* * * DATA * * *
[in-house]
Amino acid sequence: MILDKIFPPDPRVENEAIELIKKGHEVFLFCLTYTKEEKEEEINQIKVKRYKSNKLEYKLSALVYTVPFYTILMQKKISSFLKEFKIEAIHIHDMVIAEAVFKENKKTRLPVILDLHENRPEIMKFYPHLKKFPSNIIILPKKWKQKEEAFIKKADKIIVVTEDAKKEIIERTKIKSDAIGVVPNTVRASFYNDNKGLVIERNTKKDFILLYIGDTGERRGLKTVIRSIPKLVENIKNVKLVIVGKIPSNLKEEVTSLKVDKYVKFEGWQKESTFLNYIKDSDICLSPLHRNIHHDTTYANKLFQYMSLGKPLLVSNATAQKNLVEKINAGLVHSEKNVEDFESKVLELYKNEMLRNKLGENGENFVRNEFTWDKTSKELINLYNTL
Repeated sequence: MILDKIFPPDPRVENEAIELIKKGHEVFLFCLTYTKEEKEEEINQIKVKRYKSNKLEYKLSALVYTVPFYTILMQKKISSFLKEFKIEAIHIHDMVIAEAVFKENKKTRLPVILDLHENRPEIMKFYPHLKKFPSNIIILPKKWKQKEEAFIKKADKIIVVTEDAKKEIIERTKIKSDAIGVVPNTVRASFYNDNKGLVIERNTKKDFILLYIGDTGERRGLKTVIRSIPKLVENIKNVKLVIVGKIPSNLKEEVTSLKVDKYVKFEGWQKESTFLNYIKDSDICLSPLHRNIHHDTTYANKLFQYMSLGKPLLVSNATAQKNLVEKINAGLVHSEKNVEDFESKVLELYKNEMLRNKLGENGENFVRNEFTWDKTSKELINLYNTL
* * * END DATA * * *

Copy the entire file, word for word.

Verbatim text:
[in-house]
Amino acid sequence: MILDKIFPPDPRVENEAIELIKKGHEVFLFCLTYTKEEKEEEINQIKVKRYKSNKLEYKLSALVYTVPFYTILMQKKISSFLKEFKIEAIHIHDMVIAEAVFKENKKTRLPVILDLHENRPEIMKFYPHLKKFPSNIIILPKKWKQKEEAFIKKADKIIVVTEDAKKEIIERTKIKSDAIGVVPNTVRASFYNDNKGLVIERNTKKDFILLYIGDTGERRGLKTVIRSIPKLVENIKNVKLVIVGKIPSNLKEEVTSLKVDKYVKFEGWQKESTFLNYIKDSDICLSPLHRNIHHDTTYANKLFQYMSLGKPLLVSNATAQKNLVEKINAGLVHSEKNVEDFESKVLELYKNEMLRNKLGENGENFVRNEFTWDKTSKELINLYNTL
Repeated sequence: MILDKIFPPDPRVENEAIELIKKGHEVFLFCLTYTKEEKEEEINQIKVKRYKSNKLEYKLSALVYTVPFYTILMQKKISSFLKEFKIEAIHIHDMVIAEAVFKENKKTRLPVILDLHENRPEIMKFYPHLKKFPSNIIILPKKWKQKEEAFIKKADKIIVVTEDAKKEIIERTKIKSDAIGVVPNTVRASFYNDNKGLVIERNTKKDFILLYIGDTGERRGLKTVIRSIPKLVENIKNVKLVIVGKIPSNLKEEVTSLKVDKYVKFEGWQKESTFLNYIKDSDICLSPLHRNIHHDTTYANKLFQYMSLGKPLLVSNATAQKNLVEKINAGLVHSEKNVEDFESKVLELYKNEMLRNKLGENGENFVRNEFTWDKTSKELINLYNTL